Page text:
Teach the Vote's Week in Review: Nov. 12, 2021
Retirement | TRS | Social Security Texas Legislature Congress | Federal COVID-19 Curriculum | Instruction TEA | Commissioner | SBOE Testing | Accountability
Date Posted: 11/12/2021
The ATPE Governmental Relations team recaps this week’s education news, legislative updates, and regulatory developments.
- Federal court ruling allows schools to decide mask policies, for now
- ATPE responds to Abbott’s accusations of educators distributing “porn” in schools
- ATPE asks educators to help us urge Congress to pass WEP reform this year
- Negotiations continue on federal spending as Biden prepares to sign infrastructure bill
- New ATPE Podcast episode discusses educators’ rights to planning time
- ATPE honors those who served on Veterans Day
MASKS: On Wednesday, a U.S. District Court judge sided with the advocacy group Disability Rights Texas in a lawsuit against Gov. Abbott’s executive order banning mask mandates in schools. The judge agreed with the group, saying Abbott’s order violates federal laws protecting the rights of students with disabilities to a free and appropriate public education. Under the ruling, Texas Attorney General Ken Paxton, who previously sued several school districts over their mask policies, is prohibited from imposing punishments and fines against school districts that require masks. The state is likely to challenge the ruling in an appeal to the U.S. Fifth Circuit Court of Appeals.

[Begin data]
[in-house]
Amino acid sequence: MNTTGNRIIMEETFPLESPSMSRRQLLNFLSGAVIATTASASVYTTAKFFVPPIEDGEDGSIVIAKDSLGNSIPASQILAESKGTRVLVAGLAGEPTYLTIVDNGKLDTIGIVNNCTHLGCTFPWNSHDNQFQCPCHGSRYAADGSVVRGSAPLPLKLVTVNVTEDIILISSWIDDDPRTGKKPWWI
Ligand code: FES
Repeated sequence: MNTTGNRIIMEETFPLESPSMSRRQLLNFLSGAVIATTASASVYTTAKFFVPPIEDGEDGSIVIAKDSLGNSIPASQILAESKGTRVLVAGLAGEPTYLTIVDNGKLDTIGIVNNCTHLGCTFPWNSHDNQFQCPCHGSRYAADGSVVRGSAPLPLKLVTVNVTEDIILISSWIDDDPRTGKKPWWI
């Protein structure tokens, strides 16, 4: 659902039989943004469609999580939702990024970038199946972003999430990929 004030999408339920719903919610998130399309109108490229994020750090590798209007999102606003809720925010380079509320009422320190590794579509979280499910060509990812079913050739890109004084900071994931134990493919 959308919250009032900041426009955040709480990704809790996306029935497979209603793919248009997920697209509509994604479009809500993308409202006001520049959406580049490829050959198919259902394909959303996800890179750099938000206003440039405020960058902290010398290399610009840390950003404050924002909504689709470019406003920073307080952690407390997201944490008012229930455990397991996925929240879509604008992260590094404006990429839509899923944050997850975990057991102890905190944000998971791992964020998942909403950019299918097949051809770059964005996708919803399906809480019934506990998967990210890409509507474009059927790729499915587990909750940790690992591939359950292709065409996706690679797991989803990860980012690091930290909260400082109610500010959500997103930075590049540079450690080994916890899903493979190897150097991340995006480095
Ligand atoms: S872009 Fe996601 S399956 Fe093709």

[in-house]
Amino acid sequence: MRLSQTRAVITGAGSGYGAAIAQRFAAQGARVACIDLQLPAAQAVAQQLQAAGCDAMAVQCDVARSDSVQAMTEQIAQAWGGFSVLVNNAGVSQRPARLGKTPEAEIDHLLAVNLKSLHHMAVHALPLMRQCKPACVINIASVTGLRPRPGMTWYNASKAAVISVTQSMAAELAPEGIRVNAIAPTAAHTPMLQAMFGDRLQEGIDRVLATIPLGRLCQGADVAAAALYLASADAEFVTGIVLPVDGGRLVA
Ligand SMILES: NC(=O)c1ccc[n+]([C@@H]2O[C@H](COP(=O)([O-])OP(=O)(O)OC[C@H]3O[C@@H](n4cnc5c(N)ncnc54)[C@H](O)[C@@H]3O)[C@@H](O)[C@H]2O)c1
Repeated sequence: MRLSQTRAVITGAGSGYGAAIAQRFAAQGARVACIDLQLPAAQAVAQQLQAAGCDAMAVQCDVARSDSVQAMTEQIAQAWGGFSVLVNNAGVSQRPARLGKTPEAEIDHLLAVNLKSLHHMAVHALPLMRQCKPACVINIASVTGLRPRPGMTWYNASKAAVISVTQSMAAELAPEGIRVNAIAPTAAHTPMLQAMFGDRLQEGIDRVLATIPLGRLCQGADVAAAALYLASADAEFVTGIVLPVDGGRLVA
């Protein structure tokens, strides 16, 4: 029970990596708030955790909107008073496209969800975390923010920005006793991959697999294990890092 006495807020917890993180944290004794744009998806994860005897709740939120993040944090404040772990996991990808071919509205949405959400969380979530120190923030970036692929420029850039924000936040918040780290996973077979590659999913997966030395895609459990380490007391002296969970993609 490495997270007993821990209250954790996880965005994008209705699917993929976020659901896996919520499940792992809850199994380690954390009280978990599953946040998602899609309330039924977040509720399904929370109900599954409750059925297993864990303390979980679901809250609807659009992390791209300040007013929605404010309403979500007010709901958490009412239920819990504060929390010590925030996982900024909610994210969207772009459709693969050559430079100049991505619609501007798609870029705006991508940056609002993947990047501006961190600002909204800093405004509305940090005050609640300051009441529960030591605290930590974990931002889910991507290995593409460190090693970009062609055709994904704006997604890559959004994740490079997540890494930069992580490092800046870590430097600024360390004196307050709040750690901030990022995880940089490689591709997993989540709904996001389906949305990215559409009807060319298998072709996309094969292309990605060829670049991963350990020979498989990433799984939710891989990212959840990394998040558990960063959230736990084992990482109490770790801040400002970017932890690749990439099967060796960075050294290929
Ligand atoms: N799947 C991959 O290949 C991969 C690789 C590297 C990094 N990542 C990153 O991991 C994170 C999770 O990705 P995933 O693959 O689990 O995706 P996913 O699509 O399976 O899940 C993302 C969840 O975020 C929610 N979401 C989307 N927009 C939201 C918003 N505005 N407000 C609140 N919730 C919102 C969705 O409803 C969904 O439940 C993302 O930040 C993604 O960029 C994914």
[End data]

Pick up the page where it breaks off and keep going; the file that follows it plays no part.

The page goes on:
ATPE Lobbyist Mark Wiggins told KEYE CBS Austin this week, “The number one priority right now is getting our kids back up to speed and making sure there are no more disruptions, and in order to do that we need to let parents and school boards do what they know is best for their community.” Read more about the latest court ruling in this blog post by ATPE Governmental Relations Director Jennifer Mitchell.
ABBOTT: As detailed in this blog post by ATPE Governmental Relations Director Jennifer Mitchell, ATPE issued a statement this week in response to Governor Greg Abbott’s Nov. 10 call for the Texas Education Agency (TEA) to investigate his allegations that educators are committing criminal offenses by distributing “pornography” to students. The governor failed to identify any instances in which educators have been arrested or charged with providing pornographic materials. In their reporting on the governor’s letter, republished here on Teach the Vote, the Texas Tribune pointed out that TEA does not conduct “criminal” investigations and questioned why Abbott chose not to ask a law enforcement agency to investigate the allegations. The article quotes an official with the association that represents actual Texas prosecutors in demonstrating that it would be difficult to find school librarians or other educators in violation of criminal pornography laws based solely upon the existence of school library books that some parents might find objectionable.